Source:

Nursing2015

April 2005, Volume 35 Number 4 , p 8 - 8 [FREE]

Author

  • ROBIN WRONSKI RN, CCRN

Abstract

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    I just finished reading “How Drug-Eluting Stents Keep Coronary Blood Flowing” (February 2005). The author says the chest pain associated with balloon inflation during stent placement may feel “more like a twitch than the severe pain of an MI.” Having worked in a cardiac cath lab for over 8 years, I can confidently state that what patients feel can range from absolutely nothing to pain equal to that of an MI. I tell patients that they may experience pain during balloon inflation and stent deployment, but that it's usually temporary and its intensity will decrease once the vessel opens and blood flow has been reestablished. Any pain that continues will be treated with supplemental oxygen, analgesics, and nitrates or other vasodilators.

    Patients should be prepared for various likely outcomes, including significant pain. If they then have a pain-free procedure, they'll be thrilled.

    Robin ...

 

I just finished reading "How Drug-Eluting Stents Keep Coronary Blood Flowing" (February 2005). The author says the chest pain associated with balloon inflation during stent placement may feel "more like a twitch than the severe pain of an MI." Having worked in a cardiac cath lab for over 8 years, I can confidently state that what patients feel can range from absolutely nothing to pain equal to that of an MI. I tell patients that they may experience pain during balloon inflation and stent deployment, but that it's usually temporary and its intensity will decrease once the vessel opens and blood flow has been reestablished. Any pain that continues will be treated with supplemental oxygen, analgesics, and nitrates or other vasodilators.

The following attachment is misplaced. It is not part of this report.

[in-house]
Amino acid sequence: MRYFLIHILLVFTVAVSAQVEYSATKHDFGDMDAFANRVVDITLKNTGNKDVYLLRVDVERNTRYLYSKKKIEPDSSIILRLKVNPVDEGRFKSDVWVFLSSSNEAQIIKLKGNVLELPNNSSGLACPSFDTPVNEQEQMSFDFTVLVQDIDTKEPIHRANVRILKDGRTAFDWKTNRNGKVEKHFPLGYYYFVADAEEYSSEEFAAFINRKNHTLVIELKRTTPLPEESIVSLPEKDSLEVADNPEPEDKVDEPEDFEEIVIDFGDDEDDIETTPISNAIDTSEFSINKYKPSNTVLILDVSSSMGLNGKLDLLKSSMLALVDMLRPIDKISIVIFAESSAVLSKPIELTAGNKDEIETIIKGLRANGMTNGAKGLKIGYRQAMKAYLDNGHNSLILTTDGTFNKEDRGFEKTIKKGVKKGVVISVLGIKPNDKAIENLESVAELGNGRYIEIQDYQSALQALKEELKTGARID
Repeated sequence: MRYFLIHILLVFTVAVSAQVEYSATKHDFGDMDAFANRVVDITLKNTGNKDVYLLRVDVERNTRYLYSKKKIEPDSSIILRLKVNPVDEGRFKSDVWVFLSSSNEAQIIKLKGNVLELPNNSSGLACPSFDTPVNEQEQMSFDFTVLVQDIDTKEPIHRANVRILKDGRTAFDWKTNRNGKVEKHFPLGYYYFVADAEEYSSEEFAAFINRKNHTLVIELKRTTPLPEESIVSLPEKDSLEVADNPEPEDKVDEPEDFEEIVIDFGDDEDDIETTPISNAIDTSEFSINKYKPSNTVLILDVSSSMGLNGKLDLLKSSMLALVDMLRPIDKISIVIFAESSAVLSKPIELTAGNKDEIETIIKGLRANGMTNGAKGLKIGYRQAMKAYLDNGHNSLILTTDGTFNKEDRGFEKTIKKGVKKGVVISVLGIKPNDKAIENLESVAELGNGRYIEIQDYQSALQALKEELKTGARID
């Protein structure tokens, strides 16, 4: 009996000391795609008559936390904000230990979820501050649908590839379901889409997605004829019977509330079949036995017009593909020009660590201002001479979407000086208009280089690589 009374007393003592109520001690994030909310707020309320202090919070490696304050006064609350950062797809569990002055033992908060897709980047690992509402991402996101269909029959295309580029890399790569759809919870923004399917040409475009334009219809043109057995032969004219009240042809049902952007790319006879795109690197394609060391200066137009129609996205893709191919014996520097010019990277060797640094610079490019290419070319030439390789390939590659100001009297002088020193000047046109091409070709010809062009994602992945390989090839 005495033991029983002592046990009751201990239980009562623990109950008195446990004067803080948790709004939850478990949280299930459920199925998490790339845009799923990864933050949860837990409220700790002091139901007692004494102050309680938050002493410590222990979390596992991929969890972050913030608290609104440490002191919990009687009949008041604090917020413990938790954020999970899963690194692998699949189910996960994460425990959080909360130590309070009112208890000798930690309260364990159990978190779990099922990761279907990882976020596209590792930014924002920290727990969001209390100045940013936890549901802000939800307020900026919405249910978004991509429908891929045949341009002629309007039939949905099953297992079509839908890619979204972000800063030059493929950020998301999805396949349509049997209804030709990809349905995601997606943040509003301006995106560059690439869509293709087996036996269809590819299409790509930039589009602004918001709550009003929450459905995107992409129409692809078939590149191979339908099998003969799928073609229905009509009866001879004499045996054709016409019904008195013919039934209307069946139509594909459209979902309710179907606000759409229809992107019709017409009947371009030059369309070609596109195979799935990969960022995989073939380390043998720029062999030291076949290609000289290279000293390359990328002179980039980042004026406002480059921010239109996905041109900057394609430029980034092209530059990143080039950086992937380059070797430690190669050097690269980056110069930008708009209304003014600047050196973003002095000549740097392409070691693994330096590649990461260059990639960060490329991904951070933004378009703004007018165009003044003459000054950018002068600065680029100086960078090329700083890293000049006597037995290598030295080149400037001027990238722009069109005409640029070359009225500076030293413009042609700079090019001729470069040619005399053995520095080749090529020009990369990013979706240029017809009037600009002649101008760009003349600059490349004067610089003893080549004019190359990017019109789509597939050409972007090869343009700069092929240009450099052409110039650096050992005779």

Patients should be prepared for various likely outcomes, including significant pain. If they then have a pain-free procedure, they'll be thrilled.

 

Robin Wronski, RN, CCRN

 

New Brunswick, N.J.

I just finished reading "How Drug-Eluting Stents Keep Coronary Blood Flowing" (February 2005). The author says the chest pain associated with balloon inflation during stent placement may feel "more like a twitch than the severe pain of an MI." Having worked in a cardiac cath lab for over 8 years, I can confidently state that what patients feel can range from absolutely nothing to pain equal to that of an MI. I tell patients that they may experience pain during balloon inflation and stent deployment, but that it's usually temporary and its intensity will decrease once the vessel opens and blood flow has been reestablished. Any pain that continues will be treated with supplemental oxygen, analgesics, and nitrates or other vasodilators.

 
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Patients should be prepared for various likely outcomes, including significant pain. If they then have a pain-free procedure, they'll be thrilled.

Robin Wronski, RN, CCRN

New Brunswick, N.J.